I believe that much of Trump’s appeal derives directly from his wealth and the prevailing notion, with roots in the Gospel of Wealth, that wealth should be respected in and of itself. The idea is that Donald Trump is very wealthy and successful. Because he is very wealthy and successful, he must possess good judgement. Because he possesses good judgement, he would be a capable and effective political leader. For most critical thinkers, these are undoubtedly dubious leaps to make.

Donald Trump also benefits greatly from fear and insecurity in particular segments of American society, particularly racist whites, nostalgic for the Confederacy and white supremacy. For decades, the Republican party has made deliberate efforts to specifically incorporate racist whites as a significant part of their support base; however, many feel that establishment politics have abandoned them. This insecurity is not without basis: in an era of globalization and technological revolution, many poor whites have lost their jobs and livelihoods, and fear losing their place in American society. Trump makes them feel safe by scapegoating Mexicans and Muslims, and reserving judgement on his white supremacist supporters.

Notwithstanding his wealth, celebrity, and effective racial attacks, I have to wonder why more moderate Trump supporters, who clearly take issue with rising economic inequality, the declining middle class, and crony capitalist plutocracy, do not turn towards a Bernie Sanders. After all, Sanders has consistently supported efforts to keep American jobs from being outsourced and has been very vocal in his attacks on Wall Street greed. Furthermore, Sanders supports much tighter corporate regulation and higher tax rates for the wealthy and super wealthy. The only answer I have besides partisanship relates to what I view as learned passivity. Bernie Sanders insists on revolution; Donald Trump insists he will take care of everything. He will defeat ISIS, make Mexico pay for the wall, put China in their place, and simply “make America great again.” Trump’s rhetoric puts no burden of real, sustained political action on the American people.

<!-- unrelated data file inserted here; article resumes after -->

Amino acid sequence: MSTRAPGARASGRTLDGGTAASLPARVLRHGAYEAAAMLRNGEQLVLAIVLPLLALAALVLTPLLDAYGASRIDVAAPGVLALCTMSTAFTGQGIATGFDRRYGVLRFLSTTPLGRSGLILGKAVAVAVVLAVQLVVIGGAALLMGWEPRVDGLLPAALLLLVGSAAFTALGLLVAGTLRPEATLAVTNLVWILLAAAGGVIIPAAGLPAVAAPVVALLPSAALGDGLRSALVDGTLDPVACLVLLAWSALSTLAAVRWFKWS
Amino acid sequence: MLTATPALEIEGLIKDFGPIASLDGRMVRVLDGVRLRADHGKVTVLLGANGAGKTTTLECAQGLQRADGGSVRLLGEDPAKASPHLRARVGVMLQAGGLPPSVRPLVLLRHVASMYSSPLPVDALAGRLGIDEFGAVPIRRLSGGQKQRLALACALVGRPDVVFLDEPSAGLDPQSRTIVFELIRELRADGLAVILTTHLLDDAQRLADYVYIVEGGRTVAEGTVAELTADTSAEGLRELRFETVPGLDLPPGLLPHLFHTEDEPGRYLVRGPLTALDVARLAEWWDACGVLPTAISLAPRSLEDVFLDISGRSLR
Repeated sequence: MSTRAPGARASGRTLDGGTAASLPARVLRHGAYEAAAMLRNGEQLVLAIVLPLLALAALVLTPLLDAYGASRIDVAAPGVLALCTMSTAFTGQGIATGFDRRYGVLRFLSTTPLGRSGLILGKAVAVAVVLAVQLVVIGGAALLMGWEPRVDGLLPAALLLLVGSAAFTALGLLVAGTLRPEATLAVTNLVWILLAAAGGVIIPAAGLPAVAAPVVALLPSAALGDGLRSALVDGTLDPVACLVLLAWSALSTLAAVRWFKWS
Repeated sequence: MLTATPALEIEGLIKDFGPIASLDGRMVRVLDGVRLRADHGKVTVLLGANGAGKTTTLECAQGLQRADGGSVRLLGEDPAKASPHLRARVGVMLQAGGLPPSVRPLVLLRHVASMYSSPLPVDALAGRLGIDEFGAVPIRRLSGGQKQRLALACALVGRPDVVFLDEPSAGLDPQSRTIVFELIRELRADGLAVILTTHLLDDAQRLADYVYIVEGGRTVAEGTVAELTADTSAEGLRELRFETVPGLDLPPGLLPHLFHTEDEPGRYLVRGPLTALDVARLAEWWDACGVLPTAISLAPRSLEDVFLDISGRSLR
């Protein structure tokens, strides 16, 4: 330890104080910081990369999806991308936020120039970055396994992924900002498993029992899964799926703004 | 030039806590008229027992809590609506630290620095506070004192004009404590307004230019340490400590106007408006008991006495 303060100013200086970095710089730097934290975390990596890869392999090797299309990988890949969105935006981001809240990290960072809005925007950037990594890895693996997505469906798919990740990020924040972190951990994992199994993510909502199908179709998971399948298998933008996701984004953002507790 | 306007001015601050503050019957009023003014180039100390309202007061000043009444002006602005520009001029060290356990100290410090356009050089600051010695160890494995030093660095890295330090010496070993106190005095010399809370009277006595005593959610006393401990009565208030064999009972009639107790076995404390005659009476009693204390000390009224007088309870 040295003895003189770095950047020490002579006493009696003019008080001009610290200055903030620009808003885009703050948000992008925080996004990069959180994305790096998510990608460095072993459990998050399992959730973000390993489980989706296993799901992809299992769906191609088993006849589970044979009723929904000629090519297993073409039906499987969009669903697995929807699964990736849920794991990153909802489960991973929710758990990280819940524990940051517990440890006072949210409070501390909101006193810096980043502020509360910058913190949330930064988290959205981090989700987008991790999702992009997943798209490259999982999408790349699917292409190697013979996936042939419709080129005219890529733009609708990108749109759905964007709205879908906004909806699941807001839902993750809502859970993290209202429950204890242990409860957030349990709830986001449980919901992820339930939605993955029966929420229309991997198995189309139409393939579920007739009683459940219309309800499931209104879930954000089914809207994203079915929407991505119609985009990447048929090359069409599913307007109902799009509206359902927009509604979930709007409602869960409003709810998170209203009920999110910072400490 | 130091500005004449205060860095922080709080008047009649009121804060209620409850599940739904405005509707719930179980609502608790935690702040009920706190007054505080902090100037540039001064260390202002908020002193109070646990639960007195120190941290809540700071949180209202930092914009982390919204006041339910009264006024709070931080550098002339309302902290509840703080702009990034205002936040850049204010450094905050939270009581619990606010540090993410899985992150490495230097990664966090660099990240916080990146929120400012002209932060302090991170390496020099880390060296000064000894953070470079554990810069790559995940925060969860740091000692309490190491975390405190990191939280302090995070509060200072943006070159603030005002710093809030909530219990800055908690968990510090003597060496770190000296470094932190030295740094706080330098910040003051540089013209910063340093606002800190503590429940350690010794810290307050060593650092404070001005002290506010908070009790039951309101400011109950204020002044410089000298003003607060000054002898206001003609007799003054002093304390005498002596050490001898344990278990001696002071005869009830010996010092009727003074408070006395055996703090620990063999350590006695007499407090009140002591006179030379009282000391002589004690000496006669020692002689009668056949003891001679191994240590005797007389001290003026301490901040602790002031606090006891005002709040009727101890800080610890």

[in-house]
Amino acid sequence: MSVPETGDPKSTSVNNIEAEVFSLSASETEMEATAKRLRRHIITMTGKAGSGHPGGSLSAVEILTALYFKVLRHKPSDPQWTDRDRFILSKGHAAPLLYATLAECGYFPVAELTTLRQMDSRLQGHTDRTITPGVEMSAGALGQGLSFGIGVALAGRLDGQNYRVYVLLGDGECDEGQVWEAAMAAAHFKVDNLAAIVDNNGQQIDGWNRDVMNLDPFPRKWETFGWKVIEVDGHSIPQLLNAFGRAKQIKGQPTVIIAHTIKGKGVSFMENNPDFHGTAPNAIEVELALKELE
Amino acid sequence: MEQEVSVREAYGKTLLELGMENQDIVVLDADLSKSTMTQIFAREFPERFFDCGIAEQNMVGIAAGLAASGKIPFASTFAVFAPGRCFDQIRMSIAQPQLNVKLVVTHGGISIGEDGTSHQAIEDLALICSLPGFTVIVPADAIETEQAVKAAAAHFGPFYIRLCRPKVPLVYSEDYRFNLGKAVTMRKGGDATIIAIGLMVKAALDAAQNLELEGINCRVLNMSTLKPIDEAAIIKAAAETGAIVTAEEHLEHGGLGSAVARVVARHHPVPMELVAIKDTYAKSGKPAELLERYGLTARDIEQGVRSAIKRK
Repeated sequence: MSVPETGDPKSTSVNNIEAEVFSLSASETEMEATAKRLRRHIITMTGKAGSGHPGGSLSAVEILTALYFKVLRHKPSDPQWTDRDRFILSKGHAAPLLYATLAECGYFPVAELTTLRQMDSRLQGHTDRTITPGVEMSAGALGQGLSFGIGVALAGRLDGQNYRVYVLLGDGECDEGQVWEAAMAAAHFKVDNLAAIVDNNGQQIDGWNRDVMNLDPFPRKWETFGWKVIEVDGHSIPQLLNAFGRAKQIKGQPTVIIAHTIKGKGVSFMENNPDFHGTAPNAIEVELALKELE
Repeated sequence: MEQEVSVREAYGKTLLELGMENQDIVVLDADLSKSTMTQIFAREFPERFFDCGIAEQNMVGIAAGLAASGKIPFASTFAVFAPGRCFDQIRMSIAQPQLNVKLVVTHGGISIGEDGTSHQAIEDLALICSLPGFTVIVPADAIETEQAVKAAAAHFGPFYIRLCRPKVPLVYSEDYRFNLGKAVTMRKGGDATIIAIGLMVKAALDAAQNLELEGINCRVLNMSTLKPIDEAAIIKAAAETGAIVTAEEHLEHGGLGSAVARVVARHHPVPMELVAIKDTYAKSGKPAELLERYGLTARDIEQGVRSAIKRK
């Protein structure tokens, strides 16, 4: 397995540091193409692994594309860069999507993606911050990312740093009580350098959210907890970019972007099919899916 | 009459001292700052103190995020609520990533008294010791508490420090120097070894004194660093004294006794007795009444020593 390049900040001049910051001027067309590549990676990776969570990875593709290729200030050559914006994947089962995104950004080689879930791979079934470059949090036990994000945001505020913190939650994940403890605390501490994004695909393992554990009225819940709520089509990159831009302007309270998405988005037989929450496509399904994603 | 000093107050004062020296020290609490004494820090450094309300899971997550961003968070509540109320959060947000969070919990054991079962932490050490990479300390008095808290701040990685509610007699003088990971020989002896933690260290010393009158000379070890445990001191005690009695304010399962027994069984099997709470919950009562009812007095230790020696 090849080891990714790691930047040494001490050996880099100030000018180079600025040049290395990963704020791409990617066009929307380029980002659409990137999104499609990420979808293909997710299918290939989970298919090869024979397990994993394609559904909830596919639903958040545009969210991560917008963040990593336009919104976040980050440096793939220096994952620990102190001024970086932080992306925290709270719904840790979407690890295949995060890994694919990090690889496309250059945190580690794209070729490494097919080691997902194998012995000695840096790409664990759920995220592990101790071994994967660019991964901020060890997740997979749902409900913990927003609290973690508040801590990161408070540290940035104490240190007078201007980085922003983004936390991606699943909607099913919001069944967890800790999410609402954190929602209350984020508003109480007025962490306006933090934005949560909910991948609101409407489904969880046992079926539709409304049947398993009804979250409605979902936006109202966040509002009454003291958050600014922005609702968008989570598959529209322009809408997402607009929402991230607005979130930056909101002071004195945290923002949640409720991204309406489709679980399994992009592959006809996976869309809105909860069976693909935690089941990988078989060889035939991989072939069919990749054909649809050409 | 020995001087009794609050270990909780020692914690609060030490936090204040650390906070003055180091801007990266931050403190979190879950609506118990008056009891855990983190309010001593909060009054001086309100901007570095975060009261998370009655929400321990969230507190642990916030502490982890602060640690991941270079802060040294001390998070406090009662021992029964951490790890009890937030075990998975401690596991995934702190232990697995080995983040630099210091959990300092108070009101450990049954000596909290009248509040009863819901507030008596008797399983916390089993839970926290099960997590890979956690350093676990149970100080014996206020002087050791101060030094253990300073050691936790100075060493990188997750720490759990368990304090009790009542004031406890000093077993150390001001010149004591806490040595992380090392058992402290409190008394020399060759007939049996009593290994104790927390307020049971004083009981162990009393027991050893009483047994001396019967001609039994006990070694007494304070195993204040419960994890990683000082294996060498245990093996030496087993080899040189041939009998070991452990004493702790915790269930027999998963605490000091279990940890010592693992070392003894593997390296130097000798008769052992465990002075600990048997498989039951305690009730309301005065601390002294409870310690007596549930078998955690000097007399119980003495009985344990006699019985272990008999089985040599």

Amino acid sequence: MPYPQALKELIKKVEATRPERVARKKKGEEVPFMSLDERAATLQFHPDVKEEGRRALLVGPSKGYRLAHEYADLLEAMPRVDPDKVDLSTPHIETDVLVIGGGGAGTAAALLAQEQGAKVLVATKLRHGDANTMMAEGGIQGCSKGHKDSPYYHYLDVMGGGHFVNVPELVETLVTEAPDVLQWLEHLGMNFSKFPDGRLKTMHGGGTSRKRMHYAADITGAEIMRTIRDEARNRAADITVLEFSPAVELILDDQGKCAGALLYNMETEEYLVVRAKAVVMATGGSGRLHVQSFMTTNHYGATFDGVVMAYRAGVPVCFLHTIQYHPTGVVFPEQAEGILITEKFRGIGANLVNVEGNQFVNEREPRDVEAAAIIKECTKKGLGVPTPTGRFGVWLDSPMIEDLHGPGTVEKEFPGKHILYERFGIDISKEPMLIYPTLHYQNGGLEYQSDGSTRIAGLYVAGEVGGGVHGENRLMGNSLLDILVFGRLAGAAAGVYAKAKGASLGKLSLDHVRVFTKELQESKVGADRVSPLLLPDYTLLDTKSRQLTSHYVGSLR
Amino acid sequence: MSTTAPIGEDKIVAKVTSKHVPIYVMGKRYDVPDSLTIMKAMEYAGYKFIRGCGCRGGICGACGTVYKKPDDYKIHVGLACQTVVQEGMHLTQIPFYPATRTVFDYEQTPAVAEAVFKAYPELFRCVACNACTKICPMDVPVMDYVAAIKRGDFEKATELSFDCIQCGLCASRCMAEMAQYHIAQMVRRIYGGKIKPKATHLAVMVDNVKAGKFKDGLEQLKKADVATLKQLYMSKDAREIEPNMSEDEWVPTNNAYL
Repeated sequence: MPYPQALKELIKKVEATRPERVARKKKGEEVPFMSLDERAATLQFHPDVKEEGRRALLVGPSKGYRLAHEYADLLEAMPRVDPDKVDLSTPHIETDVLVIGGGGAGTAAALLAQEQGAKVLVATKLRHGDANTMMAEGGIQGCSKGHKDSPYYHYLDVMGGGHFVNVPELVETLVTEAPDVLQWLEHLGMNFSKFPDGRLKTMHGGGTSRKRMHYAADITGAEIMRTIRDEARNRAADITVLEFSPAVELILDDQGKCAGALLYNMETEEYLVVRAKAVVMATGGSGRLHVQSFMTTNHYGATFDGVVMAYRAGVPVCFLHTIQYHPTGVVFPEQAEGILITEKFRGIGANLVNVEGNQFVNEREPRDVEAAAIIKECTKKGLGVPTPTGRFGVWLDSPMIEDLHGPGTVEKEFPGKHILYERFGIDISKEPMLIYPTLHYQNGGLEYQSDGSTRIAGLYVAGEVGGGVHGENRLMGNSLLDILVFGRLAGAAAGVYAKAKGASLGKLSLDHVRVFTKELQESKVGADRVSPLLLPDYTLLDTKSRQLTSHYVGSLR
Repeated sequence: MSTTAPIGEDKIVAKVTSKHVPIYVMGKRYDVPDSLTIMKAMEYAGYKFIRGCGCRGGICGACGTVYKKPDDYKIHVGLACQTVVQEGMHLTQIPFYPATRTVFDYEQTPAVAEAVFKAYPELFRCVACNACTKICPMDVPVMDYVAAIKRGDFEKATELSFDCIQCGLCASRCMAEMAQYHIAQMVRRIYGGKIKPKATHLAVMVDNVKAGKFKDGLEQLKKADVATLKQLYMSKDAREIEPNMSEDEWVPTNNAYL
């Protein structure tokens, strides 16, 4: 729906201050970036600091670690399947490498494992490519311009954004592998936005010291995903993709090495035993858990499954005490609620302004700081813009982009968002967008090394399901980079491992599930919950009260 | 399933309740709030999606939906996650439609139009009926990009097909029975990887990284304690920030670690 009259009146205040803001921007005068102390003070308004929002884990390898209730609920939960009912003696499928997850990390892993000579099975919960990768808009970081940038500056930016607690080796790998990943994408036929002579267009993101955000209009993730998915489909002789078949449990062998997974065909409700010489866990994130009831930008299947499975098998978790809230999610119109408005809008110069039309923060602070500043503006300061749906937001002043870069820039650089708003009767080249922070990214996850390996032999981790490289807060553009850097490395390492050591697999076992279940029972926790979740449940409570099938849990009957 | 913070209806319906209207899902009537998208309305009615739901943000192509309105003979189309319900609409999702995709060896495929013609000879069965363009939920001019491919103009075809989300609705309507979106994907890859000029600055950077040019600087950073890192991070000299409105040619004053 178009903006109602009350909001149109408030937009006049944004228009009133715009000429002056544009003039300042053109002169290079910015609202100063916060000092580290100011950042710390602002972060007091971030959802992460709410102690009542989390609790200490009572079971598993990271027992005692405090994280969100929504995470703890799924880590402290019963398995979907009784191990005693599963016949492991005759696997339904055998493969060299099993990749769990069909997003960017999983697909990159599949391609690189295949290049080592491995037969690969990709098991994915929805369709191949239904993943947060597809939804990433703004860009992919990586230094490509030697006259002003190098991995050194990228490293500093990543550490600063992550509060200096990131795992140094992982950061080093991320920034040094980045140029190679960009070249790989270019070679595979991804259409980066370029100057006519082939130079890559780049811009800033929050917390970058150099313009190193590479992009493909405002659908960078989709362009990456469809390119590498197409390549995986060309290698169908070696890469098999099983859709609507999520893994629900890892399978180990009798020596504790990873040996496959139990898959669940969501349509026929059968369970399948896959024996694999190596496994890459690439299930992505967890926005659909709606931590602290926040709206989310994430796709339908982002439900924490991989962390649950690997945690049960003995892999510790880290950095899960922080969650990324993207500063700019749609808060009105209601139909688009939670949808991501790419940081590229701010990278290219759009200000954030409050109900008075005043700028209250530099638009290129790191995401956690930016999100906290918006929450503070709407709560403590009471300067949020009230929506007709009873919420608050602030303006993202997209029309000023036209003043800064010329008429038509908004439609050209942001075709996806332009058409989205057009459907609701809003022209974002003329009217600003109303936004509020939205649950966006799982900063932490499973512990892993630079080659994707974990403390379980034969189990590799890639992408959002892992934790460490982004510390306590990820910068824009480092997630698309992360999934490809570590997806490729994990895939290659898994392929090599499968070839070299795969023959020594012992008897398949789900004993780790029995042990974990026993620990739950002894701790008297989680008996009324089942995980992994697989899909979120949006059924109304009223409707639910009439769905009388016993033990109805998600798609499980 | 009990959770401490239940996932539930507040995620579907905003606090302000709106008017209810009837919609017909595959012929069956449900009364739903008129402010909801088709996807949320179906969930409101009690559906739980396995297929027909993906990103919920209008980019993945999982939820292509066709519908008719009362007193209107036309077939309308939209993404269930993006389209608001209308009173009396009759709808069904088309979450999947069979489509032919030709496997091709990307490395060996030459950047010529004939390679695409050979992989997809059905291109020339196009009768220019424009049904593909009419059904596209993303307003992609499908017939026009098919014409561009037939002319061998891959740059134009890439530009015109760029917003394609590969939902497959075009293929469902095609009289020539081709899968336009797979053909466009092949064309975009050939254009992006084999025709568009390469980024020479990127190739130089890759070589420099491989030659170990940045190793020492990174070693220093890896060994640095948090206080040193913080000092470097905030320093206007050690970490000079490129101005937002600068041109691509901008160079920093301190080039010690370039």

Nick Hanauer, a wildly successful American entrepreneur and venture capitalist, gives a very persuasive TED talk wherein he warns his fellow plutocrats that it’s time to wake up and help make the economy more inclusive and more competitive. With economic inequality at historic highs and only rising, Hanauer insists that American plutocrats will have to either support a New Capitalism or contend with the pitchforks of the masses. I agree with Hanauer’s warnings; however, the vast majority of ordinary people have no desire to take up a pitchfork. Most people just want the myth of success to somewhat resemble reality for both their own sake and the sake of their children. And for now, Trump promises to fulfill that dream and asks for nothing in return but blind, uncritical support.


Freeland, Chrystia. “The rise of the new global super-rich.” TED. Sep. 2013. Lecture.

Hanauer, Nick. “Beware, fellow plutocrats, the pitchforks are coming.” TED. Aug. 2014. Lecture.

Heer, Jeet. “How The Southern Strategy Made Donald Trump Possible”. New Republic. 18 Feb. 2016. Web. 3 Mar. 2016.

Last Week Tonight. “Last Week Tonight with John Oliver: Donald Trump.” YouTube. 28 Feb. 2016. Web. 1 Mar. 2016.

Rosow, Eugene. Born to Lose: The Gangster Film in America. New York: Oxford UP, 1978.